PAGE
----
House passes first 2016 spending bills: How the Iowans voted

Catching up on Congressional news, last week the U.S. House approved a joint Republican framework setting top-line numbers for the federal budget as well as the first two spending bills for the 2016 fiscal year, which begins on October 1. Along the way, House members considered amendments covering a wide range of issues, from regulations on incandescent light bulbs to “prevailing wage” rules for federal construction projects to medical marijuana advice for Americans who receive their health care through the Veterans Administration.

Follow me after the jump for details on the latest votes by Iowa Democrat Dave Loebsack (IA-02) and Republicans Rod Blum (IA-01), David Young (IA-03), and Steve King (IA-04).

Before taking up detailed spending bills covering federal departments and agencies, the House approved a broad framework on federal spending for fiscal year 2016 and a plan to balance the budget over the next decade. Bernie Becker covered a few key points for The Hill:

The GOP budget, crafted by [House Budget Committee Chairman Tom] Price and Sen. Mike Enzi (R-Wyo.), sticks to the budget ceiling of $1.017 trillion for fiscal 2016 that was put into place by the 2011 deal to raise the debt ceiling.

But to win over defense hawks, the framework gives a more than $90 billion boost to an off-the-books war fund that critics on both sides of the aisle have termed a “slush fund.” The spending caps for next year limit defense spending to $523 billion, and funding for non-defense domestic initiatives to $493 billion.

Republicans also seek $430 billion worth of cuts to Medicare, though the joint framework drops the controversial plan from Rep. Paul Ryan (R-Wis.) that offered seniors the chance to use subsidies to purchase private insurance.

Medicaid, food stamps and other safety net programs would face cuts as well under the GOP plan. But for many conservatives, the major draw of the plan was the chance to repeal the Affordable Care Act through a budgetary maneuver known as reconciliation, which requires only 51 votes in the Senate.

Writing for the Center on Budget and Policy Priorities, Robert Greenstein and Richard Kogan highlighted “Ten Serious Flaws in the Congressional Budget Plan.” I recommend clicking through to read their whole piece. Here are a few excerpts:

The budget conference agreement calls for[1] nearly $5 trillion in cuts in domestic programs over ten years, with no deficit-reduction contribution from revenue increases of any sort. […]

Despite wide inequality and bipartisan calls to expand opportunity for people from modest backgrounds, at least 63 percent of the non-defense cuts in the budget plan over the decade come from programs for the less fortunate. […] despite the fact that such programs constitute just over one-fourth of total non-defense spending […].

By 2025, the budget conference agreement shrinks programs for low- and moderate-income households by at least 38 percent, on average. (See Figure 2.) The budget repeals health reform and cuts Medicaid deeply on top of that. It reduces basic food assistance for low-income families and individuals substantially and significantly cuts grants and loans to help low-income students afford college. The budget also allows key provisions of tax credits for working-poor families to expire after 2017, which would push 16 million people into — or deeper into — poverty. […]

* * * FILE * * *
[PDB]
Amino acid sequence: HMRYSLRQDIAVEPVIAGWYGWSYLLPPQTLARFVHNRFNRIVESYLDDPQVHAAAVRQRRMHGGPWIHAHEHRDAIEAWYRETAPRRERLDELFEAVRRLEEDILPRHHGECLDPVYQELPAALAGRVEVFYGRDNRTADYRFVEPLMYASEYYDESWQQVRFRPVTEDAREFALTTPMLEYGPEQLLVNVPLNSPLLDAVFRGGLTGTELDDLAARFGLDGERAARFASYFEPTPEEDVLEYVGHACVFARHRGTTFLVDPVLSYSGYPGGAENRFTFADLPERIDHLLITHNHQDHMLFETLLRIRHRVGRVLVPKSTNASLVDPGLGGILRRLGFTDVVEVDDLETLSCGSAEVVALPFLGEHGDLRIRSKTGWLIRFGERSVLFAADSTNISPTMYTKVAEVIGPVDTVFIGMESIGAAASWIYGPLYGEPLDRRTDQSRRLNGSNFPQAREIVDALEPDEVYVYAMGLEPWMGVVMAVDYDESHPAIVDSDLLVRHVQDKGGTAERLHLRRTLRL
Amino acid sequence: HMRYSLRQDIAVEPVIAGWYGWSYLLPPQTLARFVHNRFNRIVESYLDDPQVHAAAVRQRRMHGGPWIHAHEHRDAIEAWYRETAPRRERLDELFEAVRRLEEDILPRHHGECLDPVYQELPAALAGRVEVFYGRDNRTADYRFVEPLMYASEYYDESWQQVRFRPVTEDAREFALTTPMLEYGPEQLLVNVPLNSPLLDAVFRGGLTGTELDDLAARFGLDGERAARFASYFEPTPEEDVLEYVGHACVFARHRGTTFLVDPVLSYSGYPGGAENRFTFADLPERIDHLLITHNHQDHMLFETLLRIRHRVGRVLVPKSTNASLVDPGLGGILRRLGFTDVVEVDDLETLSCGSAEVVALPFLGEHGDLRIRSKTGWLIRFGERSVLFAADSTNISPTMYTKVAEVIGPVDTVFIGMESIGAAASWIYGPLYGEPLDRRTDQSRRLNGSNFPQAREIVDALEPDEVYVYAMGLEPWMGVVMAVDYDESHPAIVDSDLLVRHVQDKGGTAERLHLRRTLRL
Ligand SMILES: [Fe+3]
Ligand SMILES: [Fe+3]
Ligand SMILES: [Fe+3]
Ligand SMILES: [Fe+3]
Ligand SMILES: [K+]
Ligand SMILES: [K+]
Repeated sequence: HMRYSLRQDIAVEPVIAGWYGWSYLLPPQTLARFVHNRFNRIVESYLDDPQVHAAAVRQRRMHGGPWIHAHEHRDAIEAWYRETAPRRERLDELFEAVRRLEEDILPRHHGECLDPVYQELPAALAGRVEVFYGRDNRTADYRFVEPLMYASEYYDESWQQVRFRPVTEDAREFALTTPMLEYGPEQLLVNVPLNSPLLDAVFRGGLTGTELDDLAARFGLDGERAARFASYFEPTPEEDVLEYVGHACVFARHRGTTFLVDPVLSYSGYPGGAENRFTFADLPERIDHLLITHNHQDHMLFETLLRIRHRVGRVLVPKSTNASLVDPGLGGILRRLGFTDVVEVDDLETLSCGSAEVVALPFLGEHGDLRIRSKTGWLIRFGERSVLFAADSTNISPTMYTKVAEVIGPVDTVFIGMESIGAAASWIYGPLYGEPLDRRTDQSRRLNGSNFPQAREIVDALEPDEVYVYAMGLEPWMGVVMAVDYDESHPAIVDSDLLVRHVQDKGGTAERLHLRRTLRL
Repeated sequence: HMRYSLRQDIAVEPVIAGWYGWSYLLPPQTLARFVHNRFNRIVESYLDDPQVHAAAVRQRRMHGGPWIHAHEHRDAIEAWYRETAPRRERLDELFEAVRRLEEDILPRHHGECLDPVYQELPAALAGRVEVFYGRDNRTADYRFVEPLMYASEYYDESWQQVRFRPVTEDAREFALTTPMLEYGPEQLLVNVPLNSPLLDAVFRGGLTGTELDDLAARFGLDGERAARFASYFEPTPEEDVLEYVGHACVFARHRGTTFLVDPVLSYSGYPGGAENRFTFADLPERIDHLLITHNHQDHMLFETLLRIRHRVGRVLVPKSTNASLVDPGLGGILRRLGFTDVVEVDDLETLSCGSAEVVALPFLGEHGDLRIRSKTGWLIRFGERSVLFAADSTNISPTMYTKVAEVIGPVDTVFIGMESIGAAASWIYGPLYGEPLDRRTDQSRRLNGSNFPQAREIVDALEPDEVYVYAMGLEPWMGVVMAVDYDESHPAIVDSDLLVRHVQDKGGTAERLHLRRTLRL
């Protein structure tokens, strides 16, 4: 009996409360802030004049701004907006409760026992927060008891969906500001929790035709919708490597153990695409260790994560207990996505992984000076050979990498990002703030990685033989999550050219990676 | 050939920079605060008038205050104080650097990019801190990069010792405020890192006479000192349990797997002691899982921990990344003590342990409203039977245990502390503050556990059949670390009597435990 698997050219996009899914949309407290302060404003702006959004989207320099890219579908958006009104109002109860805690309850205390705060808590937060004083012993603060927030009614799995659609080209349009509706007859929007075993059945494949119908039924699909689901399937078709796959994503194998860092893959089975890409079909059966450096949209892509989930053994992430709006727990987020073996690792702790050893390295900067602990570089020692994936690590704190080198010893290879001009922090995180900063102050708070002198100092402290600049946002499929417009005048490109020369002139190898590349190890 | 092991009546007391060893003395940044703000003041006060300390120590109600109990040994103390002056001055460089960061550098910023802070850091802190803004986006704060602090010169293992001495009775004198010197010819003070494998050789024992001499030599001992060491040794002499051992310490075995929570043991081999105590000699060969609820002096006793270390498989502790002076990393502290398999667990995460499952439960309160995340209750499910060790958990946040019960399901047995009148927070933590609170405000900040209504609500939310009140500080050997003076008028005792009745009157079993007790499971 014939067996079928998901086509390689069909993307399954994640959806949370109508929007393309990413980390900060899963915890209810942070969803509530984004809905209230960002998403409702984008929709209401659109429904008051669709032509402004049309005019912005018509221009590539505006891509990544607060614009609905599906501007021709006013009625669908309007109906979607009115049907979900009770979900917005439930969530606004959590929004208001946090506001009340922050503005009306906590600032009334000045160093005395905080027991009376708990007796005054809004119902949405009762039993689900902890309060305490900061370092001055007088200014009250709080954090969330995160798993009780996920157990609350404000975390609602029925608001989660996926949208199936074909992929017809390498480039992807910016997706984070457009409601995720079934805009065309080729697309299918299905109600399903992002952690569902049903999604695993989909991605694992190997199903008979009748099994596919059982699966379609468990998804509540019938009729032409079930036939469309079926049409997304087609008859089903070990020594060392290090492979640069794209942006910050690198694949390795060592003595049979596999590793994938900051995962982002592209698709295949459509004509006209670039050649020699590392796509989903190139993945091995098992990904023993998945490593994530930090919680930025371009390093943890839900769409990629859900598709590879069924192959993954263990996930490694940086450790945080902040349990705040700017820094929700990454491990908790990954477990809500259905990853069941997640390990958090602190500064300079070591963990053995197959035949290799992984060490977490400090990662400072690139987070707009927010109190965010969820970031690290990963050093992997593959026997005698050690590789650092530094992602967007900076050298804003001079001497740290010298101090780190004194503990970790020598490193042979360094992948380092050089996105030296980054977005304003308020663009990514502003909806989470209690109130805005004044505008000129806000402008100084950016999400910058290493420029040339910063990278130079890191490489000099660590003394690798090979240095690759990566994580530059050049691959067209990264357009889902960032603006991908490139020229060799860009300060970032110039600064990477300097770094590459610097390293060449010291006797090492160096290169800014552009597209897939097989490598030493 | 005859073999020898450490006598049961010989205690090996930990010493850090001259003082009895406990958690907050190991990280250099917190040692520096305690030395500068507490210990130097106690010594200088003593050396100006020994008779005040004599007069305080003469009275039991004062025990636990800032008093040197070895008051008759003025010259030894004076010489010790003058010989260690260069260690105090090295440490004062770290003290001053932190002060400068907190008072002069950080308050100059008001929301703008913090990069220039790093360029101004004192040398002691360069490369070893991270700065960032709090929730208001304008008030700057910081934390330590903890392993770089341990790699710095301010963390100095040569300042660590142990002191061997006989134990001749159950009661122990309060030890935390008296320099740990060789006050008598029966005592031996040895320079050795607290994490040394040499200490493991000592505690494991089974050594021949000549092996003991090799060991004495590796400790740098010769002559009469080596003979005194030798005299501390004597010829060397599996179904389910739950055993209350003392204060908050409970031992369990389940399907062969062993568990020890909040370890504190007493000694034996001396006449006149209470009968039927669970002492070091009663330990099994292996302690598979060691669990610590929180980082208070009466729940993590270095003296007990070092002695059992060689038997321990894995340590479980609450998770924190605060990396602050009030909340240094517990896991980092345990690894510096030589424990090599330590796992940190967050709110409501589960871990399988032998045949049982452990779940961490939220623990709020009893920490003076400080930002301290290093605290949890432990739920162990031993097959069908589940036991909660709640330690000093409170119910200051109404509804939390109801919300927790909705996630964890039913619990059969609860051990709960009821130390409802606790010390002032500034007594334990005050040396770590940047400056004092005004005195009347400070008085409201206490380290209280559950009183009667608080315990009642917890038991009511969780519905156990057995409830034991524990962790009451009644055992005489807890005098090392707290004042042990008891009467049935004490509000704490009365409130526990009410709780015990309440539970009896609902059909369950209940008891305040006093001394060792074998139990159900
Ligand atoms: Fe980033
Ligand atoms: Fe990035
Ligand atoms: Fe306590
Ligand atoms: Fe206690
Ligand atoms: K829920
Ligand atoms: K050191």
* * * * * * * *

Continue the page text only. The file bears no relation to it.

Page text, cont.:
The budget conference agreement repeals health reform, including its roughly $1 trillion of revenue increases over ten years, but assumes the same amount of total federal revenues each year as if these revenue-raising provisions remained in effect. Either the budget overstates revenues and understates deficits by about $1 trillion or it assumes offsetting tax increases that are never even hinted at and that appear to have virtually no support among the Republican congressional majority.

Most House Republicans voted for the budget framework on April 30; just fourteen GOP members (mostly fiscal hawks) joined the entire Democratic caucus in rejecting it. The 226 to 197 roll call shows that the Iowans split along party lines, with Loebsack opposed and the three Republicans in favor.

When Young, Blum, and King brag about voting for a “balanced budget,” Iowans should challenge them to defend the morally bankrupt choices and accounting gimmicks used to reach that target by 2025.

The joint Republican budget sets overall spending levels, but twelve separate appropriations bills determine how each federal department or agency will allocate its funds. The first of those bills to reach the House floor covered spending on the Department of Veterans Affairs and military construction projects. Cristina Marcos reported for The Hill that while VA and military construction spending is “traditionally considered the easiest” appropriations bill to pass, a bump in the road appeared last week:

[A]n amendment from Rep. Chris Van Hollen (Md.), the top Democrat on the House Budget Committee, and Rep. Mick Mulvaney (R-S.C.), a member of the conservative Freedom Caucus, appeared to be a potential problem for passage of the bill. The amendment offered by the political odd couple would strike provisions of the bill that pay for military construction projects with the Pentagon’s war fund.

Both Van Hollen and Mulvaney argued that using the war fund in such a way amounts to a budgetary “gimmick” to avoid spending caps established by the 2011 Budget Control Act (BCA).

“Let’s not go around the BCA. Let’s not use a slush fund or something that is off budget,” Mulvaney said during floor debate. “Let’s not be disingenuous.” […]

“There is clearly bipartisan opposition to using the Overseas Contingency Operations budget as a slush fund for non-war related projects. I will continue to work with Congressman Mulvaney and my other colleagues to fight against this abuse of the budget process,” Van Hollen said in a statement.

Van Hollen and Mulvaney drafted three amendments to eliminate “$530 million of OCO money that’s supposed to be used for construction projects on military bases and installations.” Mulvaney was able to bring over some Republicans, but not enough to pass the amendments, even if the all the House Democrats had voted for them. In any event, the House Democratic caucus includes some 20 defense hawks who opposed each attempt to remove defense spending from the overseas contingency operations “slush fund.”

Click through to view roll calls on the Van Hollen amendment, the first Mulvaney amendment, and the second Mulvaney amendment. Loebsack supported all three efforts, while Blum, Young, and King opposed them all.

Remember those votes next time Iowa’s House Republicans posture as deficit hawks.